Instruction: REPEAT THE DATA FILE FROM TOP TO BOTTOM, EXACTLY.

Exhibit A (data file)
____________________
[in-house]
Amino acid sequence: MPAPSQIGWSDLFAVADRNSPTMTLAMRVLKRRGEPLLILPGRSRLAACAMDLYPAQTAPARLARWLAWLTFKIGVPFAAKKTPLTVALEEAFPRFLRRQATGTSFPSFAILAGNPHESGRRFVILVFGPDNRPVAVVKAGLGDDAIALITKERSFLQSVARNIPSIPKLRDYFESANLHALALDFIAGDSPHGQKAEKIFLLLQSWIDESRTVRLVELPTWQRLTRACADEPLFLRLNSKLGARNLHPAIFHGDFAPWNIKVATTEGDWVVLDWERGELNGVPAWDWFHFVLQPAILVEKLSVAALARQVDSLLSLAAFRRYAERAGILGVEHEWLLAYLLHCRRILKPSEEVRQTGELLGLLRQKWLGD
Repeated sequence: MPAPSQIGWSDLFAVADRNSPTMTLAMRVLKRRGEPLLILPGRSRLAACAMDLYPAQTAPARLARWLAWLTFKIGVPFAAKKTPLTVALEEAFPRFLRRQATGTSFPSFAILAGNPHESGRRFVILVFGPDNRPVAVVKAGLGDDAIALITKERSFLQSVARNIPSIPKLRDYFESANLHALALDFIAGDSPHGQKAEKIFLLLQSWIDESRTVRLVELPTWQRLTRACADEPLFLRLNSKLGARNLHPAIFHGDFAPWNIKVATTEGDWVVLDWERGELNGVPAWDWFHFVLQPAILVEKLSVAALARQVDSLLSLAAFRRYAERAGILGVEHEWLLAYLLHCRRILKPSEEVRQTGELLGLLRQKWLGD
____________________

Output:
[in-house]
Amino acid sequence: MPAPSQIGWSDLFAVADRNSPTMTLAMRVLKRRGEPLLILPGRSRLAACAMDLYPAQTAPARLARWLAWLTFKIGVPFAAKKTPLTVALEEAFPRFLRRQATGTSFPSFAILAGNPHESGRRFVILVFGPDNRPVAVVKAGLGDDAIALITKERSFLQSVARNIPSIPKLRDYFESANLHALALDFIAGDSPHGQKAEKIFLLLQSWIDESRTVRLVELPTWQRLTRACADEPLFLRLNSKLGARNLHPAIFHGDFAPWNIKVATTEGDWVVLDWERGELNGVPAWDWFHFVLQPAILVEKLSVAALARQVDSLLSLAAFRRYAERAGILGVEHEWLLAYLLHCRRILKPSEEVRQTGELLGLLRQKWLGD
Repeated sequence: MPAPSQIGWSDLFAVADRNSPTMTLAMRVLKRRGEPLLILPGRSRLAACAMDLYPAQTAPARLARWLAWLTFKIGVPFAAKKTPLTVALEEAFPRFLRRQATGTSFPSFAILAGNPHESGRRFVILVFGPDNRPVAVVKAGLGDDAIALITKERSFLQSVARNIPSIPKLRDYFESANLHALALDFIAGDSPHGQKAEKIFLLLQSWIDESRTVRLVELPTWQRLTRACADEPLFLRLNSKLGARNLHPAIFHGDFAPWNIKVATTEGDWVVLDWERGELNGVPAWDWFHFVLQPAILVEKLSVAALARQVDSLLSLAAFRRYAERAGILGVEHEWLLAYLLHCRRILKPSEEVRQTGELLGLLRQKWLGD